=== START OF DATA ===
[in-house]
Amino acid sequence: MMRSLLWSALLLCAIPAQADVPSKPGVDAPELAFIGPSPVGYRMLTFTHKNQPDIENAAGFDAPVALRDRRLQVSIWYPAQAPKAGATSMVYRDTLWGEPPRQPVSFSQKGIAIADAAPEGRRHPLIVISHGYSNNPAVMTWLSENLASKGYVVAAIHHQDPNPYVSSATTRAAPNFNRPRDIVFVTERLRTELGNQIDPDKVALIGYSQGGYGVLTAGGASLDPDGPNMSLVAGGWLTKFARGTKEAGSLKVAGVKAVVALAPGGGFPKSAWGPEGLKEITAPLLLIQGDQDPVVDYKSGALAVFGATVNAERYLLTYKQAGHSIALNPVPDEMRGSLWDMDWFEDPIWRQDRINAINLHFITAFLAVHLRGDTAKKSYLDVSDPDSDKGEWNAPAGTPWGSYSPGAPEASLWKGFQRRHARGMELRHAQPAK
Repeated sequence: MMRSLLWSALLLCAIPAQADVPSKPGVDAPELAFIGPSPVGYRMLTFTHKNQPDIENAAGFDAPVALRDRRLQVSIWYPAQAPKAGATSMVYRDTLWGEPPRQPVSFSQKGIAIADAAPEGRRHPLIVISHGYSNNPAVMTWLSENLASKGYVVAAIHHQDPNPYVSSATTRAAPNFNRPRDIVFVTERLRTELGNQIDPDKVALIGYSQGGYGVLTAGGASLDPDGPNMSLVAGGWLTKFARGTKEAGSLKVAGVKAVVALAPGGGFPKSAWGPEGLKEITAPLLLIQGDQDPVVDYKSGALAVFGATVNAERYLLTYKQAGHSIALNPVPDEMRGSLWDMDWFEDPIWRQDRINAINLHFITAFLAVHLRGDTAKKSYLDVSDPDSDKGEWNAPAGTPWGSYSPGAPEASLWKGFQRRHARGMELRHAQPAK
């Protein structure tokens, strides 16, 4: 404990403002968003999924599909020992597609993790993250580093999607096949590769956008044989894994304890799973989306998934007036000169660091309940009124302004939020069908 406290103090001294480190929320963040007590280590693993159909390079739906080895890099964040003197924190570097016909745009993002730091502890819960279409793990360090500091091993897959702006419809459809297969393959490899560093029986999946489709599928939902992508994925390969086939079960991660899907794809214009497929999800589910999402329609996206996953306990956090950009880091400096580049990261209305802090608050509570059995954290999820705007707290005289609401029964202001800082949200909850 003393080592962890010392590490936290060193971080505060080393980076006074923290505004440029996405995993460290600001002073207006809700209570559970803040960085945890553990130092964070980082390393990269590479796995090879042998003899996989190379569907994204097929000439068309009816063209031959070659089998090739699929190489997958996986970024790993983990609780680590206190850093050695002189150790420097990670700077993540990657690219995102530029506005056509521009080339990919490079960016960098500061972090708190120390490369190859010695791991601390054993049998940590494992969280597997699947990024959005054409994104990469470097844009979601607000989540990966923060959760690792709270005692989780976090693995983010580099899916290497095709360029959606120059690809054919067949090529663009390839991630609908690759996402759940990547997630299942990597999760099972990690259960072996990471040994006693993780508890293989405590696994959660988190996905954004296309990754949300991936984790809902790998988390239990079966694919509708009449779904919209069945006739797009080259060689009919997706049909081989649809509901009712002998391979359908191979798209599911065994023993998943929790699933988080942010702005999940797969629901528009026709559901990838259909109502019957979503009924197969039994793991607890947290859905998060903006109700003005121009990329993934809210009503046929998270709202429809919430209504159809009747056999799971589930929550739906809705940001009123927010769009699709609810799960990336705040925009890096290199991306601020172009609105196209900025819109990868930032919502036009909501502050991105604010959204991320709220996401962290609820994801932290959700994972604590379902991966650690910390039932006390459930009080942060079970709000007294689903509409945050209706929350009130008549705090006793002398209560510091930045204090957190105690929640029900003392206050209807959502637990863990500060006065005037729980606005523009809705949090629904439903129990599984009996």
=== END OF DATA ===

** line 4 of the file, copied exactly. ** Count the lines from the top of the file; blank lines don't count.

């Protein structure tokens, strides 16, 4: 404990403002968003999924599909020992597609993790993250580093999607096949590769956008044989894994304890799973989306998934007036000169660091309940009124302004939020069908 406290103090001294480190929320963040007590280590693993159909390079739906080895890099964040003197924190570097016909745009993002730091502890819960279409793990360090500091091993897959702006419809459809297969393959490899560093029986999946489709599928939902992508994925390969086939079960991660899907794809214009497929999800589910999402329609996206996953306990956090950009880091400096580049990261209305802090608050509570059995954290999820705007707290005289609401029964202001800082949200909850 003393080592962890010392590490936290060193971080505060080393980076006074923290505004440029996405995993460290600001002073207006809700209570559970803040960085945890553990130092964070980082390393990269590479796995090879042998003899996989190379569907994204097929000439068309009816063209031959070659089998090739699929190489997958996986970024790993983990609780680590206190850093050695002189150790420097990670700077993540990657690219995102530029506005056509521009080339990919490079960016960098500061972090708190120390490369190859010695791991601390054993049998940590494992969280597997699947990024959005054409994104990469470097844009979601607000989540990966923060959760690792709270005692989780976090693995983010580099899916290497095709360029959606120059690809054919067949090529663009390839991630609908690759996402759940990547997630299942990597999760099972990690259960072996990471040994006693993780508890293989405590696994959660988190996905954004296309990754949300991936984790809902790998988390239990079966694919509708009449779904919209069945006739797009080259060689009919997706049909081989649809509901009712002998391979359908191979798209599911065994023993998943929790699933988080942010702005999940797969629901528009026709559901990838259909109502019957979503009924197969039994793991607890947290859905998060903006109700003005121009990329993934809210009503046929998270709202429809919430209504159809009747056999799971589930929550739906809705940001009123927010769009699709609810799960990336705040925009890096290199991306601020172009609105196209900025819109990868930032919502036009909501502050991105604010959204991320709220996401962290609820994801932290959700994972604590379902991966650690910390039932006390459930009080942060079970709000007294689903509409945050209706929350009130008549705090006793002398209560510091930045204090957190105690929640029900003392206050209807959502637990863990500060006065005037729980606005523009809705949090629904439903129990599984009996």